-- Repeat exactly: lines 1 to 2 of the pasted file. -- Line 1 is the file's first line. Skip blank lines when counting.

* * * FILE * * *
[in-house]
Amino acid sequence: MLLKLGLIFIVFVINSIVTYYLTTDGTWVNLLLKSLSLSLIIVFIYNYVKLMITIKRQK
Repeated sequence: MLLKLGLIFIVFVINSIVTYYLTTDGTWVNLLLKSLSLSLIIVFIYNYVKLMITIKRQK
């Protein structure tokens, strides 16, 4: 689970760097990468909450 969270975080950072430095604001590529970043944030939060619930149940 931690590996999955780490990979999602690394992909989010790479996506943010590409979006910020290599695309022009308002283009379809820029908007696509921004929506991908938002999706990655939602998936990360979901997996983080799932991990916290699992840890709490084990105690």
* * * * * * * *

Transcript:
[in-house]
Amino acid sequence: MLLKLGLIFIVFVINSIVTYYLTTDGTWVNLLLKSLSLSLIIVFIYNYVKLMITIKRQK